Christopher Haseman, though never a small guy with super duper clear skin, gives up nearly twenty kilograms to Koba Tkeshelashvili or GROM KOBA as he is here known. Haseman, perhaps looking for every advantage he can get against his much larger foe, wings an arm over the top rope to avoid a takedown and also punches whilst doing that (that's a yellow card). Just this week I was tossed around as uke for the nikkyu test of a 110 kg student and I am 73 kg so I understand well the perils faced by Christopher Haseman and I am sure you will agree that these are not just analogous but in fact literally identical circumstances and conditions. Haseman kicks his partner in the groin for a second yellow card which is not a waza I even considered during the nikkyu test. Despite two yellow cards, the victory is rightly Haseman's, I guess, as he cracked GROM KOBA up pretty well from start to finish. 

In a non-tournament match (OFFICIAL BOUT reads the title card) we have "Kenichi Ogata (shoot boxer) (born 1975), Japanese kickboxer," not to be confused with "Kenichi Ogata (voice actor) (born 1942), Japanese voice actor," and he is certainly well known to the 国立代々木競技場 Yoyogi National Gymnasium crowd, who have brought streamers, which must be a thing in shoot boxing!

He is defeated by 裸絞 hadaka-jime naked strangle in a mere forty-three seconds by Curtis Brigham of Winnipeg, who is unknown to me, but who I am now learning lost a RINGS USA match to Naoyuki Kotani and was stopped by little (and yet huge) Sean Sherk one time over the course of what looks to have been an interesting career.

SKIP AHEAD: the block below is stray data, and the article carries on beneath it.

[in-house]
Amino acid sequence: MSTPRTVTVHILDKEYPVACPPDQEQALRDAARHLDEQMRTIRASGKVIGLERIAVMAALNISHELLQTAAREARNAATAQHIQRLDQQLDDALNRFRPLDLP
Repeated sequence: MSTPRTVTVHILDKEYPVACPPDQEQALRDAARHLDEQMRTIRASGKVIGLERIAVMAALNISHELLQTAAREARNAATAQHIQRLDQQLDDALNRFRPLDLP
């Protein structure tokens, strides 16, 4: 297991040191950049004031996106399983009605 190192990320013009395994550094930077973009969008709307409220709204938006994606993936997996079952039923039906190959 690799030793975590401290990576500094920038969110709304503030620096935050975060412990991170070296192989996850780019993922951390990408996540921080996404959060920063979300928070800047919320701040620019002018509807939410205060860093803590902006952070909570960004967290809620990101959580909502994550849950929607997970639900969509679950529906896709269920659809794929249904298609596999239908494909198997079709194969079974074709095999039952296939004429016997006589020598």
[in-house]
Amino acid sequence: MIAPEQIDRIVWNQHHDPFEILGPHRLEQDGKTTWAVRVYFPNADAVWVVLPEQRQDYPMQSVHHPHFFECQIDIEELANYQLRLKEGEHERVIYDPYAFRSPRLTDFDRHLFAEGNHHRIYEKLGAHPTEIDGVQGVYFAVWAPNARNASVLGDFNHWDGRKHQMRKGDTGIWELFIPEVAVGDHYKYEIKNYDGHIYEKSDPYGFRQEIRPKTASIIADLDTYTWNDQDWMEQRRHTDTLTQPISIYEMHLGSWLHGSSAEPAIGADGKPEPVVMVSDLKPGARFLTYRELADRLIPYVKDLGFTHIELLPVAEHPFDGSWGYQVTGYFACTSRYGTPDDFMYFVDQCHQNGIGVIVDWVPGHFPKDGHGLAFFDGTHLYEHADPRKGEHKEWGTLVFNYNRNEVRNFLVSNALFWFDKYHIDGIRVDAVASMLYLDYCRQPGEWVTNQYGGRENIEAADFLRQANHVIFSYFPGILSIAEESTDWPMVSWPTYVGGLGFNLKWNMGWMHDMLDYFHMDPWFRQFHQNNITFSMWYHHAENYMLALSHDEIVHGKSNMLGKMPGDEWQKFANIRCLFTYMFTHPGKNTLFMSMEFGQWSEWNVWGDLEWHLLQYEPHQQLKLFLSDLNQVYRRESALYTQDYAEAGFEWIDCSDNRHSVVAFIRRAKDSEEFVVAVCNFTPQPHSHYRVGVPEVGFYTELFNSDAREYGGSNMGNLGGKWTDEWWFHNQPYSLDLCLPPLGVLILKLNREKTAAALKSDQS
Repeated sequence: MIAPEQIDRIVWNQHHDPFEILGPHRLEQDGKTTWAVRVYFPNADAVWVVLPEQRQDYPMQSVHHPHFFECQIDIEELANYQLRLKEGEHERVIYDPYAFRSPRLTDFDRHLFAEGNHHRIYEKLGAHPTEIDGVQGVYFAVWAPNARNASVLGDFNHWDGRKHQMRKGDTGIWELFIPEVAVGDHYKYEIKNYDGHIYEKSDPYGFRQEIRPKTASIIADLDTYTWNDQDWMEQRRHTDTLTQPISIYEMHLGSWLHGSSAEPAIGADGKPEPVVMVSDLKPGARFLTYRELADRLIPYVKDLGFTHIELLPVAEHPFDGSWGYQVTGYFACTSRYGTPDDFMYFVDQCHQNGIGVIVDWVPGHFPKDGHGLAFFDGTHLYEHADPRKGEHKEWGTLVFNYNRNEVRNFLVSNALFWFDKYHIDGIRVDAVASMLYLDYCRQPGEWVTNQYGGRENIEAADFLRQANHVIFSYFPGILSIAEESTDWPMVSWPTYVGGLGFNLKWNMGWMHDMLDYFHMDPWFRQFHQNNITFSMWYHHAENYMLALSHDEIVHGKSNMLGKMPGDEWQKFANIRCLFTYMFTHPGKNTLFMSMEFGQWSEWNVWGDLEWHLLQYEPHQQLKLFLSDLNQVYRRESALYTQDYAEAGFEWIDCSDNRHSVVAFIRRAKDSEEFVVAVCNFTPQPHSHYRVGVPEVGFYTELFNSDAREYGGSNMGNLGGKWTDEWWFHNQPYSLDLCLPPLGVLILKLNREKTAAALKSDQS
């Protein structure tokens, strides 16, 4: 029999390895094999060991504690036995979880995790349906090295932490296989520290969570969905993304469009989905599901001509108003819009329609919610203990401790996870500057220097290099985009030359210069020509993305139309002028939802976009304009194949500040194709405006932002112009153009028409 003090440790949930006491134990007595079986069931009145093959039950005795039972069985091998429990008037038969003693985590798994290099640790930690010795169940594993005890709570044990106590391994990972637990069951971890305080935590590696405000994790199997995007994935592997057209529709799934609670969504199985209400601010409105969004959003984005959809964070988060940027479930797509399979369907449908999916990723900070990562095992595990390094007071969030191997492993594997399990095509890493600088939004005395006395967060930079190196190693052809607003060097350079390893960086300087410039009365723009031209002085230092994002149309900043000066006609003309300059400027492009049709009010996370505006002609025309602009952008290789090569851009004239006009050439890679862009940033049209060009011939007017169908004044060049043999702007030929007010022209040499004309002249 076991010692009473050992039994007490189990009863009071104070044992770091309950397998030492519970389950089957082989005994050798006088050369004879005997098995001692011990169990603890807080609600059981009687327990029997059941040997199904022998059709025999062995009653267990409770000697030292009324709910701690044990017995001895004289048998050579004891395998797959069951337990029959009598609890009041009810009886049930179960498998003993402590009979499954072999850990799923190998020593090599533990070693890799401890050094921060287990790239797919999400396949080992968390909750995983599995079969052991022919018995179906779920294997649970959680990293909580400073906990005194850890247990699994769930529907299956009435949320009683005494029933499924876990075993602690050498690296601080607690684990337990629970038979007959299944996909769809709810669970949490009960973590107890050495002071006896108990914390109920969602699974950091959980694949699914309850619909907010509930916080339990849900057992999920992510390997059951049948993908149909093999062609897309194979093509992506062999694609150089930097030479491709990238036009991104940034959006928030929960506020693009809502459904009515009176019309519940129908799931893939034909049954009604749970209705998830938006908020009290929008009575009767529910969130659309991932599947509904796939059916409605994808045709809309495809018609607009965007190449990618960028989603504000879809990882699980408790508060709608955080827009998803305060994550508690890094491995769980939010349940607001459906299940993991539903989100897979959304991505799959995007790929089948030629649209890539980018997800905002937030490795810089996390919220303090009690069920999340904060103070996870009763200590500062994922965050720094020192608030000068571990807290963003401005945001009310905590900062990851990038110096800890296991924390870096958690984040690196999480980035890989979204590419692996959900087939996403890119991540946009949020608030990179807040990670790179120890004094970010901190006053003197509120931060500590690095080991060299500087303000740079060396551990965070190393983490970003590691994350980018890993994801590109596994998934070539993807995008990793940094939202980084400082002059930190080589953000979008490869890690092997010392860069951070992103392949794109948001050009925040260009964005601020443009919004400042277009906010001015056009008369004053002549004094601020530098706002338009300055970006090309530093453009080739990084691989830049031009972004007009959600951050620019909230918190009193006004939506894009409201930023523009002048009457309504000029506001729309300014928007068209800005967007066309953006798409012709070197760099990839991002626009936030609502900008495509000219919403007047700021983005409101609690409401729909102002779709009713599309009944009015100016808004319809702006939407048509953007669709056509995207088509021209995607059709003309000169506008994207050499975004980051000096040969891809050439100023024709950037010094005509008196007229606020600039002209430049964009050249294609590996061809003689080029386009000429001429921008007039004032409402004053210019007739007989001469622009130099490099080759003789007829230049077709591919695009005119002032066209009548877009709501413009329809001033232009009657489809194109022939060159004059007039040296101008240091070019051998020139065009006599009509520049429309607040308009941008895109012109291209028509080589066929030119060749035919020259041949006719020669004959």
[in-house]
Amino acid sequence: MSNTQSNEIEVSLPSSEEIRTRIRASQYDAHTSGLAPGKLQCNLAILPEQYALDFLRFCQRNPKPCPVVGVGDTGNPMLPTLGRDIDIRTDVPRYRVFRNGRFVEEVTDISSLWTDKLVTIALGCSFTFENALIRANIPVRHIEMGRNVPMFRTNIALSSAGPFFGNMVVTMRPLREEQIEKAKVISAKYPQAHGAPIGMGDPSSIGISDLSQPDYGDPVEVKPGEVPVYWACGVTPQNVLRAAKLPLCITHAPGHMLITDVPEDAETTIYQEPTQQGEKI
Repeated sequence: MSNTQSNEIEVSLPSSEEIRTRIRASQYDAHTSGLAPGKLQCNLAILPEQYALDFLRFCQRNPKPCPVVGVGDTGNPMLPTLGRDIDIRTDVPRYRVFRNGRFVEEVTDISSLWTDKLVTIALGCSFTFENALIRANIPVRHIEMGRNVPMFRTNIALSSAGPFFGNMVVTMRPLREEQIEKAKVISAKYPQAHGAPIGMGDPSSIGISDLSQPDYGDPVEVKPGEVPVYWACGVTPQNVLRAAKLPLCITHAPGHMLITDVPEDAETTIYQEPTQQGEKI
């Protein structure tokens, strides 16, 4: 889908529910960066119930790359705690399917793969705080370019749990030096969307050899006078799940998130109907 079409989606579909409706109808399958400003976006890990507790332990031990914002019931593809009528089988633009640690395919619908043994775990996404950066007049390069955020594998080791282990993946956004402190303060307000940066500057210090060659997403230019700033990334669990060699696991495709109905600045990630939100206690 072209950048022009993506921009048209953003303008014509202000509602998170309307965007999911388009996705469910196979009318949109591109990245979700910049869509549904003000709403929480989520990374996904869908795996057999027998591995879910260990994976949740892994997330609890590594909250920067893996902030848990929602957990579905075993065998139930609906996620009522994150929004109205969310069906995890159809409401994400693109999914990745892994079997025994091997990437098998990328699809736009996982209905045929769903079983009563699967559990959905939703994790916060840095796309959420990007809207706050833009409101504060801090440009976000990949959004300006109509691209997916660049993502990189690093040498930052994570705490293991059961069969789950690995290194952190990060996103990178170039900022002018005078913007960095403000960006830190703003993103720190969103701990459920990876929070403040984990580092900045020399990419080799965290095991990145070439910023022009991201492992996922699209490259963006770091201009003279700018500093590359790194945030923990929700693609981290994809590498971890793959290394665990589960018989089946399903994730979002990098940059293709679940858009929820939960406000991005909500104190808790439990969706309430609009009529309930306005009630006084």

We return to ABSOLUTE CLASS TOURNAMENT brackets for Fedor Emelianenko's match against Ryushi Yanagisawa and "Breathe" really did age much better than the other Prodigy singles, there's just no comparison, as is evidenced at least in part by how "[u]p until the 2012 PDC World Darts Championship, Dutch darts player Michael van Gerwen used the song as his walk-on theme.[6]" It was on the Big Shiny Tunes 2 compilation in Canada so its place in history could not be more assured. Fyodor, desu is Kenichi Takayanagi's call, and this is why he is the best in the business: he is unfailingly pleasant, and sometimes says names or waza I can make out and it makes me feel good when it happens. Ryushi Yanagisawa continues to be so much bigger than I expect him to be: here he's listed at 191cm/102.2kg, so that's nearly 6'3"/225lbs. Fedor is 182cm/102.9kg, so that's just a hair under 6' and 227lbs. So Yanagisawa is noticeably taller, and even though they weigh the same, he presents bigger in that he is leaner and more muscular whilst Fedor is characteristically squishy. Yanagisawa fires in a leg-kick that really catches Fedor and wobbles him, which the crowd understandably thrills to. It does not take long, though, for Fedor to heave Yanagisawa to the mat and move all over top of him with not just better speed than any other heavyweight but with much better speed than any heavyweight, like it`s not even close. He switches position with I guess the shoot heavyweight version of Kiyoshi Tamura's shoot-style middleweight speed, the speed that I would complain about in (otherwise utterly faultless) Tamura shoot-style matches but that Dave Meltzer would praise as like the whole point of Tamura shoot-style matches (I know others who feel this way as well and I do not mean to dismiss this view but merely note once more my [probably dumb] dissent from it). Fedor loses his top position when he attempts juji-gatame but every juji-gatame attempt is a worthy attempt and so nobody should ever fault anyone for it lest we discourage further juji-gatame. I am pretty sure Takayanagi and Kumakubo at one point discuss how Fedor's only loss came on a cut-stoppage against Tsuyoshi Kohsaka, and they take pains to make clear that it was an accidento. As the second round begins, these same two are definitely talking about how knockdowns cost a certain number of pointo and rope breaks another, and this is still slightly baffling to me, unless these previously open and public scoring of pointo is now to be handled privately by the three judges as part of their decision(ing)? That's the best I can figure now in my poverty but I am almost certainly wrong about this. TREMENDOUS EXCHANGE late in the second round as Fedor attacks once more with juji-gatame only for Yanagisawa to turn hard-towards, slip by Fedor's legs, and attack with his own juji-gatame with seamless immediacy as though the living dream of shoot-style had never ended. Fedor slips even this, and ends up atop his foe as the round ends. THIS HAS BEEN GREAT. In the opening exchange of the third round, Fedor connects for the first time with the kind of punch that one has worried all along he might connect with, and Yanagisawa is remarkably still there. I mean he's on the mat with Fedor on top of him, and he's not really doing much of anything to change that, but it is enormously to his credit that he is still anywhere at all. Yanagisawa has done exceedingly well in this match despite losing all three rounds, and comes, well, I guess not close with an ashi-gatame leg-lock late in the third round but his attack is vigorous enough that Fedor has to take it totally seriously. A clear decision win for Fedor, but everybody did so well!